J.J. Goldberg

The Israeli Rabbis' Mustard Wars, or Who You Callin' 'Neo-Reform'?

By J.J. Goldberg

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Things are getting hot along one of Israel’s most important religious fault lines. No, it’s not Haredi vs. secular or Orthodox vs. Reform. It is a rancorous and seemingly unbridgeable rift within Religious Zionism, roughly the same territory that Americans call Modern Orthodoxy. As in America, Orthodox liberals in Israel have been on the defensive for years, fighting a rightward drift commonly known as Haredization. In the past few weeks the feuding has gotten intense. It’s too early to tell which side is winning.

As background, it’s important to know the doctrinal issues that divide Religious Zionism from Haredi Orthodoxy. There are two main ones. One, shared with American Modern Orthodoxy, is a moderate, tolerant religious thinking that willingly adjusts itself to modernity and cooperates with non-Orthodox movements. The other is an embrace of Zionism and the Israeli state as an expression of divine will rather than a challenge to it.

Over the past 15 years, though, a wing of Religious Zionism has grown suspicious of the state of Israel for betraying, as it were, the land of Israel. Hard-core pro-settler zealots have turned increasingly toward a more rigorous, insular religious practice, in many ways closer to the Haredi wing than the Modern.

Historically, the political party of Religious Zionism was the National Religious Party, known in Hebrew MiFlaga Datit Leumit, or MaFDaL for short. The hard-line faction is known as the HaRedi Dati Leumi bloc, or HaRDaL for short. Originally it was a joke: Hardal is Hebrew for mustard. Now the name is borne with pride.

In recent weeks the fight has gone from disagreement to ugly name-calling. In July, one of Religious Zionism’s most outspokenly progressive rabbis, Yuval Sherlow, head of the Hesder military yeshiva in Petah Tikva, took a series of groundbreaking steps, announcing the launch of a women-friendly Orthodox synagogue, permitting single women over 35 to pursue single motherhood and allowing betrothed blind men to touch their intended. The rulings came against the background of an upcoming convention of the Israeli Orthodox feminist organization Kolech, which is pushing for ordination of women as Orthodox rabbis.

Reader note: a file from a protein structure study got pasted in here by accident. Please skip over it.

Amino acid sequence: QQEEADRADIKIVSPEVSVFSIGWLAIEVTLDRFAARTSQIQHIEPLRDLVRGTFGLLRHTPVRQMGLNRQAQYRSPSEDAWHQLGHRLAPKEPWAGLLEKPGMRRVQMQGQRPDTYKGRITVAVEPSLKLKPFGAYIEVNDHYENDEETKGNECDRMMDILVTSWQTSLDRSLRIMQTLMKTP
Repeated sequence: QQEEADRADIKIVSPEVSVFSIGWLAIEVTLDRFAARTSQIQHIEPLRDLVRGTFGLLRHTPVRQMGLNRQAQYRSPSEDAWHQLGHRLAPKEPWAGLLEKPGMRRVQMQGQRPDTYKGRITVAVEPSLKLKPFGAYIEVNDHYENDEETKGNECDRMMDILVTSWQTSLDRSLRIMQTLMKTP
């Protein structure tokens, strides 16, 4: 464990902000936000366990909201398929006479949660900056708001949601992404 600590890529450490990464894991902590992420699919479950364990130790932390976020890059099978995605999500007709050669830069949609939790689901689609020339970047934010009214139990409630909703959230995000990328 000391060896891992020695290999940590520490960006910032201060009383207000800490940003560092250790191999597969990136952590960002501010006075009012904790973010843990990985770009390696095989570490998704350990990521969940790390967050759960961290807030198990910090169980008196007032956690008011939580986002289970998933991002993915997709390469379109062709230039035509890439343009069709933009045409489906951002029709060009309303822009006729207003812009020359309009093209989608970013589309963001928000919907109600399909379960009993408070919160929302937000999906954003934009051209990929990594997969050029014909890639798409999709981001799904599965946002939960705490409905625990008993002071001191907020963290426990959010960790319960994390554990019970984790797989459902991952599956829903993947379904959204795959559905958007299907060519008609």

In response, a prominent Hardal rabbi, Yehoshua Shapira of the Ramat Gan Hesder yeshiva, attacked unnamed liberals as “neo-Reformers.” He didn’t named Sherlow, but nobody was fooled. No less important, the aging former chief rabbi Mordechai Eliyahu accused the progressives of “kowtowing to women.” Eliyahu is often called the spiritual patron of the Hardalim, and his word is law in many parts of the settler and pro-settler movement.

In late July, open war was declared. A group of Hardal rabbis announced a boycott of the Lifshitz Teachers College in Jerusalem, the leading teacher-training college for Modern Orthodox elementary and high schools. The charge: The college’s incoming president, Professor Shmuel Glick, was affiliated with Conservative Judaism. Glick is in fact on the faculty of the Schechter Institute, the Jerusalem affiliate of the Jewish Theological Seminary of America, which is indeed a Conservative institution. The Lifshitz board had chosen Glick because the Education Ministry ordered it to have an academic with the rank of professor at its head. After the Hardal threat, which would devastate the school’s future enrollment (and budget), the board backed down and canceled Glick’s contract.

Lifshitz plans to reopen in the fall without a qualified academic head and will count on Hardal-leaning Knesset members to prevent decertification. Rightist politicians say they are planning legislation to broaden academic standards and make rabbinical-court judge an acceptable equivalent to professor.

The fight has also erupted in the Knesset, where feuding has broken out between and within the Hardal and Modern wings — and, again, the Moderns are on the ropes. More about that in an upcoming post.


Permalink | | Share | Email | Print | Filed under: Religious Zionism, Orthodox feminism, Israeli rabbis, Haredim

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